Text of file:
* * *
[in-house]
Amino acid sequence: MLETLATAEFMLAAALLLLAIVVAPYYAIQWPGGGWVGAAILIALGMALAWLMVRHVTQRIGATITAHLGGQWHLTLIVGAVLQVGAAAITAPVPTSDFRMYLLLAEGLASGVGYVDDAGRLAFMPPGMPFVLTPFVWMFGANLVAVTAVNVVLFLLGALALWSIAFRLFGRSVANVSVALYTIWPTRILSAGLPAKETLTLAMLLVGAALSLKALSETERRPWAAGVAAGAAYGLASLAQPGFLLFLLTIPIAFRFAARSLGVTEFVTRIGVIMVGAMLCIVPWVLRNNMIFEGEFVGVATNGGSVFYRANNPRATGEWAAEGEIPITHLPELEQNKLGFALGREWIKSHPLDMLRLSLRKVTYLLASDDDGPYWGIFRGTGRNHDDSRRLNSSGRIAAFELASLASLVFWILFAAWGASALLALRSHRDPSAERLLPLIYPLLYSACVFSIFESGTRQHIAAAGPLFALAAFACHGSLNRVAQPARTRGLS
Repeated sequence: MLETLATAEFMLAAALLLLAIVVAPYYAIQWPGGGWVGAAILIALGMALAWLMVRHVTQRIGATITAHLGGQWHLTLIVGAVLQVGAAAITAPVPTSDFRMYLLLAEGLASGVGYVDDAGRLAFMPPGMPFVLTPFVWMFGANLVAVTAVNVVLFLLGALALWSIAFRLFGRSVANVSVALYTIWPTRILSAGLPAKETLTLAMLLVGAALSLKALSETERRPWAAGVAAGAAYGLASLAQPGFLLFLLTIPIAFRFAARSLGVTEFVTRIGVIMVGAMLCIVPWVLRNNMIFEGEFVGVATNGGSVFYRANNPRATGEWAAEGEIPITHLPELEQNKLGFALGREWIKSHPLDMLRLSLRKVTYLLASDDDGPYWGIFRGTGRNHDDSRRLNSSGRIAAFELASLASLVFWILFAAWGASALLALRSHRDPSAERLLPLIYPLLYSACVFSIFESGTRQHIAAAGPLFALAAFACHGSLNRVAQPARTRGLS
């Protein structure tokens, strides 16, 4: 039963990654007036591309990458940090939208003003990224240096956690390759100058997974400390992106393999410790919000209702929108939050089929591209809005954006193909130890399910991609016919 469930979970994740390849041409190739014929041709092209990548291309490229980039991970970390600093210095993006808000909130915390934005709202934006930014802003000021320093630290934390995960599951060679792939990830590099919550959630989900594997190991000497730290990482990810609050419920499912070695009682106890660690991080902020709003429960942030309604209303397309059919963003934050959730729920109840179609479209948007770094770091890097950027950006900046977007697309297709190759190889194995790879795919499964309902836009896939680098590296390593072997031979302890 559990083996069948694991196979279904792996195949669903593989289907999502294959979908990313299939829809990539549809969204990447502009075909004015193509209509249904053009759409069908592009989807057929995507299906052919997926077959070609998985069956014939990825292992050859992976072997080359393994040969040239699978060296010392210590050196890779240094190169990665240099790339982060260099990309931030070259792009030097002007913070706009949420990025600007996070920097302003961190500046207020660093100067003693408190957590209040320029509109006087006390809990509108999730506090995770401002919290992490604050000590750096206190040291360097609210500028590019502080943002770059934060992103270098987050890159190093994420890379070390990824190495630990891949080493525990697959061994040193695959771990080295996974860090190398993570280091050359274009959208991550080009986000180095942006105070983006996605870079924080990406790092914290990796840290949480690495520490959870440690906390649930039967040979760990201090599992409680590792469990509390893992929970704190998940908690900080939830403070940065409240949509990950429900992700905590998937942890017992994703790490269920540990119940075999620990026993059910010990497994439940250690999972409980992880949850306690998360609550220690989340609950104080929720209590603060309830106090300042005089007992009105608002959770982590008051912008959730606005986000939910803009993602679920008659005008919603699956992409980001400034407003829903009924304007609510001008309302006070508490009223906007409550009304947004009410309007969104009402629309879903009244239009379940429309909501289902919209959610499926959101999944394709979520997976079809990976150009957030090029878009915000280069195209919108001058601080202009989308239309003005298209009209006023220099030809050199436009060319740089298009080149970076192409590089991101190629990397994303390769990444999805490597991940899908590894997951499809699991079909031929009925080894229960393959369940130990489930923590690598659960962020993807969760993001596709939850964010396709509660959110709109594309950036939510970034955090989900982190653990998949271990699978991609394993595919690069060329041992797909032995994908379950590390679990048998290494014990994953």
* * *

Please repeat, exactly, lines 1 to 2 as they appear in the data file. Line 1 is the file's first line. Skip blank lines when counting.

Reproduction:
[in-house]
Amino acid sequence: MLETLATAEFMLAAALLLLAIVVAPYYAIQWPGGGWVGAAILIALGMALAWLMVRHVTQRIGATITAHLGGQWHLTLIVGAVLQVGAAAITAPVPTSDFRMYLLLAEGLASGVGYVDDAGRLAFMPPGMPFVLTPFVWMFGANLVAVTAVNVVLFLLGALALWSIAFRLFGRSVANVSVALYTIWPTRILSAGLPAKETLTLAMLLVGAALSLKALSETERRPWAAGVAAGAAYGLASLAQPGFLLFLLTIPIAFRFAARSLGVTEFVTRIGVIMVGAMLCIVPWVLRNNMIFEGEFVGVATNGGSVFYRANNPRATGEWAAEGEIPITHLPELEQNKLGFALGREWIKSHPLDMLRLSLRKVTYLLASDDDGPYWGIFRGTGRNHDDSRRLNSSGRIAAFELASLASLVFWILFAAWGASALLALRSHRDPSAERLLPLIYPLLYSACVFSIFESGTRQHIAAAGPLFALAAFACHGSLNRVAQPARTRGLS